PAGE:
A review of research on induced pluripotent stem cells (iPSCs) finds that donor age does not appear to influence their functionality. This validates iPSCs as a viable alternative to embryonic stem cells in regenerative medicine, and highlights the enormous potential of iPSCs derived from elderly patients to treat their age-related diseases.
Attacks on health facilities and health workers in Syria are likely more common than previously reported, and local data collectors can help researchers more accurately measure the extent and frequency of these attacks, according to a new study published this week in PLOS Medicine.
Study looked at 46 women across two different age ranges, 60-74 and 75-90, to learn how physical activity affects frailty differently in the two groups.
Patients with a rare medical condition can receive life-saving treatment at the touch of a button thanks to a new device developed by scientists.
A new international study led by University of Sydney has found that medication use increases in newly diagnosed dementia patients, particularly unnecessary or inappropriate medications.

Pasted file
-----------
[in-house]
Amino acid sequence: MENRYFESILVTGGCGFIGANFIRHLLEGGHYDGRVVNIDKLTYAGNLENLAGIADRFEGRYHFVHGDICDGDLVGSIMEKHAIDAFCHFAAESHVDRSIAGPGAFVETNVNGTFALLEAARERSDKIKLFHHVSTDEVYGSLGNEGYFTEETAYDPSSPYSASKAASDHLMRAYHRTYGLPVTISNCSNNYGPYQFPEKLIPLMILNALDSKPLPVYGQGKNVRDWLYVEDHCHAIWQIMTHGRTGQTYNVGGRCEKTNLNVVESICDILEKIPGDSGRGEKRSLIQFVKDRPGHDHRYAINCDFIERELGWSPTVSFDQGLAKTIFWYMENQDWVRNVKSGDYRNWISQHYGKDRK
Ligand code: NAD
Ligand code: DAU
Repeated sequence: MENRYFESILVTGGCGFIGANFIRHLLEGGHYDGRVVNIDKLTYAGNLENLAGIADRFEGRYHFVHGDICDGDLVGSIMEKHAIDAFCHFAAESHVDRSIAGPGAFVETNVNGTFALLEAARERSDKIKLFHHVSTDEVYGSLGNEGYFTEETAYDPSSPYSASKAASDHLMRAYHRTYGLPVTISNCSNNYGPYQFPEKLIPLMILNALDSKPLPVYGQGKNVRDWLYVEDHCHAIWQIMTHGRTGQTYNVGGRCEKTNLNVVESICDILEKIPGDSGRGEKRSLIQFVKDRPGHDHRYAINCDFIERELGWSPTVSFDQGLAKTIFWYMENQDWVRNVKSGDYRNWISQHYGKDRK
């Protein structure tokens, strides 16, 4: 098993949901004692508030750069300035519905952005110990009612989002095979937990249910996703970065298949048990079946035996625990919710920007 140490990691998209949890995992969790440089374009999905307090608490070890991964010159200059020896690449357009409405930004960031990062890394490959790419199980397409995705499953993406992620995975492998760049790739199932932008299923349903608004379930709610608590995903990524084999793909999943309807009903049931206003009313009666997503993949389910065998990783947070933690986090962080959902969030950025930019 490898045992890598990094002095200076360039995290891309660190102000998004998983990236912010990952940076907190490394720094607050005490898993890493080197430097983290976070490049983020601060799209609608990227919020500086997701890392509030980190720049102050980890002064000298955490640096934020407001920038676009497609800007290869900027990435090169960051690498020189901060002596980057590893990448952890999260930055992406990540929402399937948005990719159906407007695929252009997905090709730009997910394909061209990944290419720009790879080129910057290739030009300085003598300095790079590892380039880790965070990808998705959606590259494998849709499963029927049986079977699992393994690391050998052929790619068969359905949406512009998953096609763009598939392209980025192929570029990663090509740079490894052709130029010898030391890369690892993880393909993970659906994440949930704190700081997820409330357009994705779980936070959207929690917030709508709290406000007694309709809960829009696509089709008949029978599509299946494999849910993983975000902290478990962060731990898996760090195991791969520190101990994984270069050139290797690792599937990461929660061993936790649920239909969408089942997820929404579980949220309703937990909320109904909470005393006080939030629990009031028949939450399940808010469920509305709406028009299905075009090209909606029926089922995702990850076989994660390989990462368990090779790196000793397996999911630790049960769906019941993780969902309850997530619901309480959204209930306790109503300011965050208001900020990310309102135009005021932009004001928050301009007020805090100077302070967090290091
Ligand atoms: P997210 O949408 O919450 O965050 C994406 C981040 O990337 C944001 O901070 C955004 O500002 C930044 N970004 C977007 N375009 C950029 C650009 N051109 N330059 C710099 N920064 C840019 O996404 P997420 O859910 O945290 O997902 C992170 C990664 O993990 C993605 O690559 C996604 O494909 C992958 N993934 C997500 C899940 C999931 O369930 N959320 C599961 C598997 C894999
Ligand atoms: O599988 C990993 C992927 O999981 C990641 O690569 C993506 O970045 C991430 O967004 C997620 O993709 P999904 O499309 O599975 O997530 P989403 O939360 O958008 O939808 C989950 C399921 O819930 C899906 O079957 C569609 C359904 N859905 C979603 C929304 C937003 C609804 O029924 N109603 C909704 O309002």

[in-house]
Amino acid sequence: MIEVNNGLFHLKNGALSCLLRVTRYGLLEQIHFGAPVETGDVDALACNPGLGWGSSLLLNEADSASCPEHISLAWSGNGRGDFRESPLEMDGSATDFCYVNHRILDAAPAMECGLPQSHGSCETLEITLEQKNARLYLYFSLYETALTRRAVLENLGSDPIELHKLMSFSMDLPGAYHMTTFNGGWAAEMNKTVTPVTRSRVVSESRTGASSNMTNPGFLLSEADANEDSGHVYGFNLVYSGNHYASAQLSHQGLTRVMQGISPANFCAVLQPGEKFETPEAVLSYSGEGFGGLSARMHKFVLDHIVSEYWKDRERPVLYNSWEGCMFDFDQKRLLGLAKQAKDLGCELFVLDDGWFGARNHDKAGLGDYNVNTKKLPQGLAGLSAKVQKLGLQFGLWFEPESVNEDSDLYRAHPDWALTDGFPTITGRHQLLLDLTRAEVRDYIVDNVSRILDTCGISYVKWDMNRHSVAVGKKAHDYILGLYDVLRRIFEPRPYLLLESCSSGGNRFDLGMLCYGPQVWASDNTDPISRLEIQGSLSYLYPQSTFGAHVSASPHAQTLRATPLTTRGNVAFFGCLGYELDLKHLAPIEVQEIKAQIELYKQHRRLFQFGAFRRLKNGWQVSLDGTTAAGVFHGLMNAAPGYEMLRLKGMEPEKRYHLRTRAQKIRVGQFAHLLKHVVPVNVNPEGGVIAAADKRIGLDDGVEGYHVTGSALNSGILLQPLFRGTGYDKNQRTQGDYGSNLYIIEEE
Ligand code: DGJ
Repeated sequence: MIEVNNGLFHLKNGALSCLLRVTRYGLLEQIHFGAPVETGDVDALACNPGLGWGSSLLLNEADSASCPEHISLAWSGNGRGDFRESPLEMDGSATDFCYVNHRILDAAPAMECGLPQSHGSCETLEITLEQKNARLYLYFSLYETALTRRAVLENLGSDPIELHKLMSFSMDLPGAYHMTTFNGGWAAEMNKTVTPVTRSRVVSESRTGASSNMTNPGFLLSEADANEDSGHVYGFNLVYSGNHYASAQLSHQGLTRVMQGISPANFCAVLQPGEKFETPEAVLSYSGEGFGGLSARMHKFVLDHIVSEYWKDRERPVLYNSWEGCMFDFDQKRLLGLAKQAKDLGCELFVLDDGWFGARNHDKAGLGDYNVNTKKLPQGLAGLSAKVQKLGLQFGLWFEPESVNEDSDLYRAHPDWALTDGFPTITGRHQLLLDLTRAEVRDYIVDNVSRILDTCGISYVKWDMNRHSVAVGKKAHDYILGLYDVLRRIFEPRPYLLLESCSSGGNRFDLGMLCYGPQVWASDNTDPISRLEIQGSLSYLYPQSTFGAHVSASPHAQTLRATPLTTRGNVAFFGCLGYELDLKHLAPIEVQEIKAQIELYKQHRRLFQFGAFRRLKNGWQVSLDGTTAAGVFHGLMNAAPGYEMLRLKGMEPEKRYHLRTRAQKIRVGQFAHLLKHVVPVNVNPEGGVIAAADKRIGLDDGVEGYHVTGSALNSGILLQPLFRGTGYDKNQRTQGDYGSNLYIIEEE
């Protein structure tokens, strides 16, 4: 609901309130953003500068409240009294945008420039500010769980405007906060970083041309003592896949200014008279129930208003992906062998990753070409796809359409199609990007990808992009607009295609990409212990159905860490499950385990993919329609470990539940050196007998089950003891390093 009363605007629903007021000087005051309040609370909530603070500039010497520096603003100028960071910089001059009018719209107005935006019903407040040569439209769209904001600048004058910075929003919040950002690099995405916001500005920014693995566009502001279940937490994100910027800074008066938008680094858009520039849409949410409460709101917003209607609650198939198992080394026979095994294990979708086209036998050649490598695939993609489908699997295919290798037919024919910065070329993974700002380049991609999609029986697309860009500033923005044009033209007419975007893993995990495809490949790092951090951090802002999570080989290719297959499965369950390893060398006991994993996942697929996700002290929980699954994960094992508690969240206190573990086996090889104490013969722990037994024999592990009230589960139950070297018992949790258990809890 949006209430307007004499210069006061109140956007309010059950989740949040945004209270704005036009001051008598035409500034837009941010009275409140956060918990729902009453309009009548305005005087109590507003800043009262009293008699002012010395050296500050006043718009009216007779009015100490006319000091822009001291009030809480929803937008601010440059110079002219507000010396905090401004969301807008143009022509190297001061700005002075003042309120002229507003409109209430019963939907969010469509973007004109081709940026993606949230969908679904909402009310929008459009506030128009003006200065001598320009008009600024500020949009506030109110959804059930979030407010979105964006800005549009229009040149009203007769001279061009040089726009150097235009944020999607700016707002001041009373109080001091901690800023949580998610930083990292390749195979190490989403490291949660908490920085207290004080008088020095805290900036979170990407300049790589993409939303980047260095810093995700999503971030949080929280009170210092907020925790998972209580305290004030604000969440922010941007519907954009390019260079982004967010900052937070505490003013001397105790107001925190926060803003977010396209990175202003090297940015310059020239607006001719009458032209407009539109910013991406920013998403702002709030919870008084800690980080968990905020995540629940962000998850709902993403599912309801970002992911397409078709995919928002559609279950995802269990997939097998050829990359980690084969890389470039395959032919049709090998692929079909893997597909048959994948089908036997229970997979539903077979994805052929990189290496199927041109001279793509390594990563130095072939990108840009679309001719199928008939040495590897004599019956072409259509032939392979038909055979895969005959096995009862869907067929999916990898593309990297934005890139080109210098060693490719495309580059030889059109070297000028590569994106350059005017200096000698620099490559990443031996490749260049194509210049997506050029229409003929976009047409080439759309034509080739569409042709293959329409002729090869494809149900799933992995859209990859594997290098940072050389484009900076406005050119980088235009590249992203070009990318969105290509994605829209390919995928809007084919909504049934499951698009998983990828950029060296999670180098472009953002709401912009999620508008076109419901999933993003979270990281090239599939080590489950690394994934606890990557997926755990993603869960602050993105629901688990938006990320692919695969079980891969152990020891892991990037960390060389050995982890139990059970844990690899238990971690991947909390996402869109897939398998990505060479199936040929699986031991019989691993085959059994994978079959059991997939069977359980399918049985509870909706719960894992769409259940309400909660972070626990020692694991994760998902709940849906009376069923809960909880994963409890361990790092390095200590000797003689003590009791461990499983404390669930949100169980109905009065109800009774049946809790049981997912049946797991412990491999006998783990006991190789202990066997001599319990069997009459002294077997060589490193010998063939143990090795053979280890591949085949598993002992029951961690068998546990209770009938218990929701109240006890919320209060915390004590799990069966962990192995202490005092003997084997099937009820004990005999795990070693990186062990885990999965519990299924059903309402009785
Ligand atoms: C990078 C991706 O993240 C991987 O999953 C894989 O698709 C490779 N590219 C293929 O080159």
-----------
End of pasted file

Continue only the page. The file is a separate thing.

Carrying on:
A new study in The Lancet Public Health shows the rapid expansion of British Columbia's Take Home Naloxone program significantly reduced the number of fentanyl-related overdose deaths in 2016.
New research, published in Biological Reviews and conducted by researchers from the University of Liverpool and Escola Superior de Ciências da Saúde (Brasília, Brazil) has found some type of cancers unique to humans may be a result of evolutionary accidents.
Rising income and the subsequent improved standards of living have long been thought to be the most important factors contributing to a long and healthy life. However, new research from Wolfgang Lutz and Endale Kebede, from IIASA and the Vienna University of Economics and Business (WU) has shown that instead, the level of education a person has is a much better predictor of life expectancy.
Scientists at the University of Waterloo have developed a new tool to protect women from HIV infection.
Regularly drinking more than the recommended UK guidelines for alcohol could take years off your life, according to new research published today in the Lancet. Part-funded by the British Heart Foundation, the study shows that drinking more alcohol is associated with a higher risk of stroke, fatal aneurysm, heart failure and death.